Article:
I swear

I have indeed sweared and been sworn in. Specifically, I’ve solemnly and sincerely declared that I will faithfully and diligently discharge my duties. As churchwarden, that is. I realised that I was saying it all for the last time, which was almost poignant, except that I’ve been saying for a long time that I’m looking forward to giving it up.

But this morning I went to a remarkable lecture. It was given by Ant0ny P3nr0se, who is the son of the surrealist artist Roland P and his wife, L33 M1ll3r, the photographer. it was not so much a fine-art lecture, although it included some fascinating photos and some awful (in the shocking sense, fine as they were) ones and some interesting art, as a memoir of his parents and the people they knew, who included all the well-known modern artists who were prominent in the 1930s. Tony knew nothing of his mother’s work as a photographer until after her death, when he and his wife found an attic full of boxes of negatives, and it was as a result of that that she has become so famous again. If you ever get a chance to hear him, do so. It will bring you near tears, but there are some stories that should be heard. At the end, getting up to give the vote of thanks, for the first time in four years I made no attempt to talk about the lecture or to describe my reaction to it. I simply said that the visual and verbal images said all that was needed and thanked him for a magnificent lecture.

Afterwards, I went to get some keys cut and then went and bought a pair of shoes. One of the pairs I bought a month ago is so wonderfully comfortable and good-looking too that I have bought it in a different colour. If it had come in several colours, I’d have bought them all.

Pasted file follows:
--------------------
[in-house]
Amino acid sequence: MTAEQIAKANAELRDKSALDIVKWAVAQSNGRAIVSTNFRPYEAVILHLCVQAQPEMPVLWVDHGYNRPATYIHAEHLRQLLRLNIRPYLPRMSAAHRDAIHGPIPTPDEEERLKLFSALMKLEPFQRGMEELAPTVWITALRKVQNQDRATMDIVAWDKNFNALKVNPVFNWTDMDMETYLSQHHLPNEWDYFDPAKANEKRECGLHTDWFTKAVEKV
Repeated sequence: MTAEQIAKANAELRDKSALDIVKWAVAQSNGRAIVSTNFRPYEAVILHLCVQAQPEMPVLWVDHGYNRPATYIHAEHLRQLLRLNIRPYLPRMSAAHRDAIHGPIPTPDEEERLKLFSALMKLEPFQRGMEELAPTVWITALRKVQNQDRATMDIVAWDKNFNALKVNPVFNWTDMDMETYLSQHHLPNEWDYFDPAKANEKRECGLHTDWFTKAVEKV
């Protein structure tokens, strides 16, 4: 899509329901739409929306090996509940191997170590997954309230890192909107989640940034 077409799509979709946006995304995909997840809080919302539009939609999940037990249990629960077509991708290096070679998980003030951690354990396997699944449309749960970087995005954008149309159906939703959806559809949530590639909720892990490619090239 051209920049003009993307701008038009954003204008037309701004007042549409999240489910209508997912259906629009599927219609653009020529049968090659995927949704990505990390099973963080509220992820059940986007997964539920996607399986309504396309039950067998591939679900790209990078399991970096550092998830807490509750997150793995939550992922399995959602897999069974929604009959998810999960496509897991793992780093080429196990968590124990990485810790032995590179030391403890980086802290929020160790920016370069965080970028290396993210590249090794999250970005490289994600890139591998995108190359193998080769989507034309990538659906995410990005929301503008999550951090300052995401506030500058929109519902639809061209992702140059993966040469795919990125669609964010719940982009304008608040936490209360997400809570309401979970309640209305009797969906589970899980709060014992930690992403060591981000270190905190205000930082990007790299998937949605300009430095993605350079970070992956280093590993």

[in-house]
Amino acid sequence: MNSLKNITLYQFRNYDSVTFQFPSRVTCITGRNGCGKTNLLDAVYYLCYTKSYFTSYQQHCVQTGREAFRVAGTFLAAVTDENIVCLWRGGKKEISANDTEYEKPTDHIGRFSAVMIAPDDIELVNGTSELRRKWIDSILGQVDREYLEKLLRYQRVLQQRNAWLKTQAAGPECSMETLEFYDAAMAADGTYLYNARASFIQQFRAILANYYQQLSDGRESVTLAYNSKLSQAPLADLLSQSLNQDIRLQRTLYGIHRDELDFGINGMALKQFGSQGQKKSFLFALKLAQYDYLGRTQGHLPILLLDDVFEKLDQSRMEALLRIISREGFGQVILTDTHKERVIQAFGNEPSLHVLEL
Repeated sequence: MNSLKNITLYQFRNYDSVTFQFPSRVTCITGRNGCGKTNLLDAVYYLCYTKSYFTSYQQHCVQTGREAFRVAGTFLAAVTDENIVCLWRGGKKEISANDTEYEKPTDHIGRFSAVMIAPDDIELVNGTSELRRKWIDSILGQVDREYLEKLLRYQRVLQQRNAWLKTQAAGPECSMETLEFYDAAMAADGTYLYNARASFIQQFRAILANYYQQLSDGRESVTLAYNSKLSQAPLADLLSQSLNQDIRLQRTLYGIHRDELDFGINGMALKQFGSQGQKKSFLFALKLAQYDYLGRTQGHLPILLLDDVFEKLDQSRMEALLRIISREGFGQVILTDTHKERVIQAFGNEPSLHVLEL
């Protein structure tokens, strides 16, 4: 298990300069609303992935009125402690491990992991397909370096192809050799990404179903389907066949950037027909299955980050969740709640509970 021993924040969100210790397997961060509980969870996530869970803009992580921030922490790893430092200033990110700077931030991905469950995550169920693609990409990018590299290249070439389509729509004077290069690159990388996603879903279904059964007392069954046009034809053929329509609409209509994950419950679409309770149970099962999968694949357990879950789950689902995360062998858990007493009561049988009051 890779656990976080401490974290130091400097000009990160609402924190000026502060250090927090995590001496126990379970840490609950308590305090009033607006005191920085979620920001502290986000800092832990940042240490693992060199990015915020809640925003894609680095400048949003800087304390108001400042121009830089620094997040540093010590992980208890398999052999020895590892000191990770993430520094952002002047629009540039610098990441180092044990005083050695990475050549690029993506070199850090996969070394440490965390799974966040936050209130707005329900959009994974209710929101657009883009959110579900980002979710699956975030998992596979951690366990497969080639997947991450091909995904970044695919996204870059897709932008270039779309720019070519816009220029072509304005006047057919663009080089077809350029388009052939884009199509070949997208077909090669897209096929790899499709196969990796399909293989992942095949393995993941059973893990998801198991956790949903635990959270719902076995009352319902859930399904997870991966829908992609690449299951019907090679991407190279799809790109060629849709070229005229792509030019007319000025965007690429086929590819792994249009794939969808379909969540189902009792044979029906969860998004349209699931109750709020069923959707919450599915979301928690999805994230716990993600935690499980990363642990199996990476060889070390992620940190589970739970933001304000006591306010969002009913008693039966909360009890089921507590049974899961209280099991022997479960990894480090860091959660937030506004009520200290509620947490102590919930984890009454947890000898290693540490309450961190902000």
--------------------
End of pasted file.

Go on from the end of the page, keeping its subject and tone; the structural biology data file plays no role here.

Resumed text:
Then I went to see Weeza, and babysat while she was at the dentist. A highly amusing thing happened, in a slightly shocking way. Zerlina, who was nine months old yesterday, had a temper tantrum. She was furious with me. She’d had a nap and I’d given her some fromage frais (I think that has a circumflex accent somewhere, just add it mentally if so, will you?) and we’d played for a bit, but then she started to get edgy so I realised she was still hungry. Weeza had left her tea, which was a concoction of potato, chicken, peas and sweetcorn to judge from the lumpy bits, and I heated it up and gave it to her. She had a feeding cup of water which she helped herself too when she wanted it. But halfway through the meal, she picked it up back to front, so the water tipped away from the spout and she wasn’t getting a drink. So I removed it from her hands and offered it to her the right way. Well, she bawled. Tears of fury appeared and she shouted at me angrily. It was quite startling, because she clearly wasn’t just unhappy or frustrated, but furious with me for taking her drink. It didn’t last long and she ate the rest of her tea, but when Weeza came home I told her the story. “She did that with me yesterday,” said Weeza. “I read the same book twice and it’s her current favourite so she wanted it again, but I was bored with that one so got another, and she lost her temper with me. It’s not as if I exactly pander to her every whim, but she’s mostly good-tempered, so it was quite a surprise.”

She seems to have reached the Terrible Twos some fifteen months early.

Oh, I forgot to mention the Archdeacon’s Charge. That was something to behold.

6 comments on “I swear

  1. Sarah

    What is an ‘Archdeacon’s charge’ exactly? Someone an Archdeacon looks after? or some one or some thing an Archdeacon may rush at, in a rather unseemingly way?

  2. Z

    Ro didn’t like being a baby. His temper improved considerably as soon as he uttered his first word.

    You’re right, Dave. If she’s put to work there will be no opportunity for tantrums.

    I was very intrigued the first time I went, Sarah, but it’s only a talk. I suppose he charges the churchwardens to do their duty and all that. A bit disappointing, really.


Leave a Reply

Your email address will not be published. Required fields are marked *


This site uses Akismet to reduce spam. Learn how your comment data is processed.